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New genus of 'alien-faced' multi-legged forest dwellers discovered

New genus of 'alien-faced' multi-legged forest dwellers discovered
Credit: European Journal of Taxonomy (2024). DOI: 10.5852/ejt.2024.918.2405

University of the Sunshine Coast researchers have uncovered a new genus and five new species of millipedes in remote African jungles—and say the many-legged creatures could hold important clues to whether woody vines are choking or protecting the world's forests.

UniSC Professor Andy Marshall said they found the millipedes—with heads that look somewhat like Star Wars characters—among forest litter and while researching tree and vine growth in the Tanzania's remote Udzungwa Mountains.

The and species were officially described recently in the European Journal of Taxonomy in a paper titled "A mountain of millipedes XI. The trachystreptoform spirostreptids of the Udzungwa Mountains, Tanzania (Diplopoda, Spirostreptida, Spirostreptidae)," with six international collaborators including lead author Professor Henrik Enghoff of the University of Copenhagen.

"The millipedes will help us to determine two very different theories on the role of vines on forest recovery—whether the vines are like bandages protecting a wound or 'parasitoids' choking the forest," Marshall said.

"We record millipedes of all sizes during our fieldwork to measure because they are great indicators of forest health, but we didn't realize the significance of these species until the myriapodologists had assessed our specimens," Marshall added. "It's remarkable that so many of these new species did not appear in earlier collecting of millipedes from the same area, but we were still hoping for something new."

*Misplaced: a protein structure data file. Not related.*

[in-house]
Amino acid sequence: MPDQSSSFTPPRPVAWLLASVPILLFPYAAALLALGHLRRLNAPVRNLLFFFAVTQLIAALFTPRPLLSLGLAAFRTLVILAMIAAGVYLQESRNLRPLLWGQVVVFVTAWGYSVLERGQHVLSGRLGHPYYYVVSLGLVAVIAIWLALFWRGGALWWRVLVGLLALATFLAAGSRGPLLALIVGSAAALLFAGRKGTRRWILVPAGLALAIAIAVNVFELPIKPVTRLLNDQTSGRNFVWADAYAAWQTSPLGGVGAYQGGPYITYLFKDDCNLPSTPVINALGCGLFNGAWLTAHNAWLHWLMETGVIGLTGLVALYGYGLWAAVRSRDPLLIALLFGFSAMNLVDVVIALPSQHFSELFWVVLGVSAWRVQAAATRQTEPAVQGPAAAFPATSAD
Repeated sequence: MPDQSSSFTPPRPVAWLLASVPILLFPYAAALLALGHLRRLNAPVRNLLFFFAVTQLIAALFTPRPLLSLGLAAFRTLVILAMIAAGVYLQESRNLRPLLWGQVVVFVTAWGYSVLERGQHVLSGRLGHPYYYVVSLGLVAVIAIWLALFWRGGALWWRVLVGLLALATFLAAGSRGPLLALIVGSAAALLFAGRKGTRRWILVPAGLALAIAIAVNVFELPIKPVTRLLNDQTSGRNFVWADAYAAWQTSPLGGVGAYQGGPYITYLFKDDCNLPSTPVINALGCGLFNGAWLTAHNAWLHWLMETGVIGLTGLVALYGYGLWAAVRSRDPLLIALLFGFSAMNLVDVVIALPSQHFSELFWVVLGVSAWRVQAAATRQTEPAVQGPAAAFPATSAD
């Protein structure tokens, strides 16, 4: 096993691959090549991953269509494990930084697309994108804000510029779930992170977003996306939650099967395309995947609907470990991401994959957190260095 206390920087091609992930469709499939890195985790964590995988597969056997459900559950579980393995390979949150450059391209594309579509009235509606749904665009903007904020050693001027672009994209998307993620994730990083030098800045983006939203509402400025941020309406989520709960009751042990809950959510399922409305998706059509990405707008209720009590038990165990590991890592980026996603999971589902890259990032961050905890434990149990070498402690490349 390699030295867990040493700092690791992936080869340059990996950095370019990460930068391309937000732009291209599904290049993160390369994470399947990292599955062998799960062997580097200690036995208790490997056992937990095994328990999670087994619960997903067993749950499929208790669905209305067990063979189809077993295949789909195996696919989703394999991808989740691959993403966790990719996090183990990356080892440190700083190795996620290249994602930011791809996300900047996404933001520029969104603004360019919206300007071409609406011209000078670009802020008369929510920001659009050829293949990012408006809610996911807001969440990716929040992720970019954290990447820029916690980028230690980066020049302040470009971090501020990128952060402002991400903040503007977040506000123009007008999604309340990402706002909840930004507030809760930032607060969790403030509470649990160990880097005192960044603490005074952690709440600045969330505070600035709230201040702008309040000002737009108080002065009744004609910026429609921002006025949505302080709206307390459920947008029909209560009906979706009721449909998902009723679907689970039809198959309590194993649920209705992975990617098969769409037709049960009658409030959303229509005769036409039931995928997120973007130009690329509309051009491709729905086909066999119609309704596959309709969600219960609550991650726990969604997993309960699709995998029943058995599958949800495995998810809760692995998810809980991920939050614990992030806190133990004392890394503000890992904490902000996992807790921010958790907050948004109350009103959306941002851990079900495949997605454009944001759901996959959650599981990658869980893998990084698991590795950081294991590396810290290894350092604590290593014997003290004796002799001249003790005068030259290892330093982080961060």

Marshall and Ph.D. student Alain Ngute from UniSC's Forests Research Institute found the new millipedes while conducting the research in Tanzania as part of Forest Restoration and Climate Change Experiment.

Recent findings, part of a global research collaboration, suggest that are a key driver in woody vines taking over the forests already disturbed by logging and other impacts.

Known for their multitude of legs, the largest African millipedes can grow up to 35 centimeters.

Marshall, from UniSC's Forest Research Institute, explained that while the millipedes they found were only a few centimeters long, they still had about 200 legs each.

It is not the first time Marshall has had the thrill of discovering new species during his research; his previous finds include a new chameleon and new species of tree that could already be on its way toward extinction. He said unearthing the new genus and species of highlighted the huge amount of discovery remaining in tropical forests.

Professor Enghoff and the team named one of the new species Lophostreptus magombera after the Magombera Nature Reserve, a biologically unique forest that Marshall has been working to conserve since the turn of the millennium.

The millipede specimens are now in Denmark's Natural History Museum at the University of Copenhagen.

The new genus is Udzungwastreptus. The five are Lophostreptus magombera; Attemsostreptus cataractae; Attemsostreptus leptoptilos; Attemsostreptus julostriatus and Udzungwastreptus marianae.

More information: Henrik Enghoff et al, A mountain of millipedes XI. The trachystreptoform spirostreptids of the Udzungwa Mountains, Tanzania (Diplopoda, Spirostreptida, Spirostreptidae), European Journal of Taxonomy (2024). DOI: 10.5852/ejt.2024.918.2405

Citation: New genus of 'alien-faced' multi-legged forest dwellers discovered (2024, February 1) retrieved 26 May 2024 from
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